Meanwhile, I had managed to source a Volkswagen 1.8T AUM engine and five-speed 02J gearbox, loom and gearshifter from a mate of a mate who had written off his MK4 Golf GTI and had decided to break it.
I gave the engine a freshen up with a new timing belt, water pump and aux belt and got down to the task in hand of trying to fit it. I offered up the engine and gearbox to the engine bay and measured up for mounting the Golf engine mounts. After a bit of fabrication work the engine and gearbox was in place. Using a dogbone mount from a Golf R32 and a custom subframe mounting bracket the hard part was complete, or so I thought!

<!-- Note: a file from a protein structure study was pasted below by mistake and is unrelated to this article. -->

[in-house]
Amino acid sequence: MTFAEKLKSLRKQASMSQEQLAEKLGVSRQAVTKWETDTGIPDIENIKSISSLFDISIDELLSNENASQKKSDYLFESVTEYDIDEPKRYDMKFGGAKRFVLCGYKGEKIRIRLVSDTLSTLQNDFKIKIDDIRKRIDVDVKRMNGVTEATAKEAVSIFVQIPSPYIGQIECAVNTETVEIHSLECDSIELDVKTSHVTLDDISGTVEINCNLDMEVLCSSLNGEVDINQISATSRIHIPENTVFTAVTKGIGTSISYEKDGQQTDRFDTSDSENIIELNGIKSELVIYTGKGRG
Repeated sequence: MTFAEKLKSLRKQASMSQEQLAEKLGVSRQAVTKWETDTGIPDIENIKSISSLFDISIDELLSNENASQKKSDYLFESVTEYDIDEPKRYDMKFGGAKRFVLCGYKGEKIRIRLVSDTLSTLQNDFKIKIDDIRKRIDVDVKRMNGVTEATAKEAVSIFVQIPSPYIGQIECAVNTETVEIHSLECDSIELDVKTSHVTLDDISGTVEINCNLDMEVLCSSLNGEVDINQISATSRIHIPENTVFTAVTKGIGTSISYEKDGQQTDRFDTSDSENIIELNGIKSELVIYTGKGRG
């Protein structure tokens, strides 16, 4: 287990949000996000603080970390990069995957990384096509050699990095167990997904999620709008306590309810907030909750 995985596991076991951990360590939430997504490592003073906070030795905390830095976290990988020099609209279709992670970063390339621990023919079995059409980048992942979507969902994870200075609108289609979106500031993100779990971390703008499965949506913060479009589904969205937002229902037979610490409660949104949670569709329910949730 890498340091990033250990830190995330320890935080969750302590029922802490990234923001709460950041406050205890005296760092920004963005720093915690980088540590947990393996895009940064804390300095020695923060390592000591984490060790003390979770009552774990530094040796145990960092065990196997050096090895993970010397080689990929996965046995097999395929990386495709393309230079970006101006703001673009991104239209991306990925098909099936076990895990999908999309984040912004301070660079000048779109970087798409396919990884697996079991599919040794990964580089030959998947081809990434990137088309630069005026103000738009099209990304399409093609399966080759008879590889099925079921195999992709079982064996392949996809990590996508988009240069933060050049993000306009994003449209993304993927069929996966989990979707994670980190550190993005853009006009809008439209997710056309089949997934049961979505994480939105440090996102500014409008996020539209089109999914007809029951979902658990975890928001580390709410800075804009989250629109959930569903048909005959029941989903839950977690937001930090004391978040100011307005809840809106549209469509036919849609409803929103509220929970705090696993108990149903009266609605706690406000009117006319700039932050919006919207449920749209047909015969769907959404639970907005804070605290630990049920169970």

Driveshafts were going to be next and by good luck I found a new set of Ibiza Cupra R shafts on eBay with a starting bid of 99p and no reserve! Five days later I won them for £1.99! I was delighted. I also had to source 100mm gearbox cups from the Ibiza or a Mk 2 Golf and change out the 108mm ones that the Golf used. Once again eBay was kind to me and I managed to find a pair.
I removed the Ibiza outer CV joints and fitted new Polo GTI ones and then offered the shafts up to the newly refurbished hubs. The driver’s side shaft fitted no problem but the passenger side shaft was too long. After 10 minutes with a measuring tape, I cut the shaft in half and removed 50mm from one end and manufactured a sleeve. I welded it together and hey presto, it fitted!
The Golf gearbox was hydraulically operated, while the Polo gearbox was cable operated, so I sourced a pedal box from my local breaker’s yard out of a Skoda Fabia and swapped it out for the Polo one.